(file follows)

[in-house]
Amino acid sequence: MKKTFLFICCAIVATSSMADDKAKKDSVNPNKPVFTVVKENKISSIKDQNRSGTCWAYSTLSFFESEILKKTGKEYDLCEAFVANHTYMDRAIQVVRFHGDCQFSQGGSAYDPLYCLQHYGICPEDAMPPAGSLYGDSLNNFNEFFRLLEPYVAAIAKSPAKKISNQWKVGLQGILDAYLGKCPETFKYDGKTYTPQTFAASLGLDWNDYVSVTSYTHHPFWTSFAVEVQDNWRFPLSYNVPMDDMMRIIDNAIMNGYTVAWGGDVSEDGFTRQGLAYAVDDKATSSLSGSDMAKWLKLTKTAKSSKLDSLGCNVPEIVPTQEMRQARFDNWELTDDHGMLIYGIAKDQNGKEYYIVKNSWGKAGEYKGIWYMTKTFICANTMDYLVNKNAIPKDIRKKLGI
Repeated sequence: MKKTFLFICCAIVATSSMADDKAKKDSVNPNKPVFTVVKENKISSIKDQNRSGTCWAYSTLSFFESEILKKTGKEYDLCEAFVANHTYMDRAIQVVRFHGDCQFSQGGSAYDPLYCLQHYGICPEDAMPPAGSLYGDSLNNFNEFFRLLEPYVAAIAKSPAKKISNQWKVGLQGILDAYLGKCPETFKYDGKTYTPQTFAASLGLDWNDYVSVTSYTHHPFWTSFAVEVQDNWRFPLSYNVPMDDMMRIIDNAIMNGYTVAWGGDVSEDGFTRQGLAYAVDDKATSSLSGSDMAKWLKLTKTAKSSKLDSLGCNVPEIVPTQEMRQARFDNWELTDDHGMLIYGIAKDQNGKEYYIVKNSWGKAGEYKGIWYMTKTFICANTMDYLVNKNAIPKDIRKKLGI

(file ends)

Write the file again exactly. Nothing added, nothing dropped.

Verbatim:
[in-house]
Amino acid sequence: MKKTFLFICCAIVATSSMADDKAKKDSVNPNKPVFTVVKENKISSIKDQNRSGTCWAYSTLSFFESEILKKTGKEYDLCEAFVANHTYMDRAIQVVRFHGDCQFSQGGSAYDPLYCLQHYGICPEDAMPPAGSLYGDSLNNFNEFFRLLEPYVAAIAKSPAKKISNQWKVGLQGILDAYLGKCPETFKYDGKTYTPQTFAASLGLDWNDYVSVTSYTHHPFWTSFAVEVQDNWRFPLSYNVPMDDMMRIIDNAIMNGYTVAWGGDVSEDGFTRQGLAYAVDDKATSSLSGSDMAKWLKLTKTAKSSKLDSLGCNVPEIVPTQEMRQARFDNWELTDDHGMLIYGIAKDQNGKEYYIVKNSWGKAGEYKGIWYMTKTFICANTMDYLVNKNAIPKDIRKKLGI
Repeated sequence: MKKTFLFICCAIVATSSMADDKAKKDSVNPNKPVFTVVKENKISSIKDQNRSGTCWAYSTLSFFESEILKKTGKEYDLCEAFVANHTYMDRAIQVVRFHGDCQFSQGGSAYDPLYCLQHYGICPEDAMPPAGSLYGDSLNNFNEFFRLLEPYVAAIAKSPAKKISNQWKVGLQGILDAYLGKCPETFKYDGKTYTPQTFAASLGLDWNDYVSVTSYTHHPFWTSFAVEVQDNWRFPLSYNVPMDDMMRIIDNAIMNGYTVAWGGDVSEDGFTRQGLAYAVDDKATSSLSGSDMAKWLKLTKTAKSSKLDSLGCNVPEIVPTQEMRQARFDNWELTDDHGMLIYGIAKDQNGKEYYIVKNSWGKAGEYKGIWYMTKTFICANTMDYLVNKNAIPKDIRKKLGI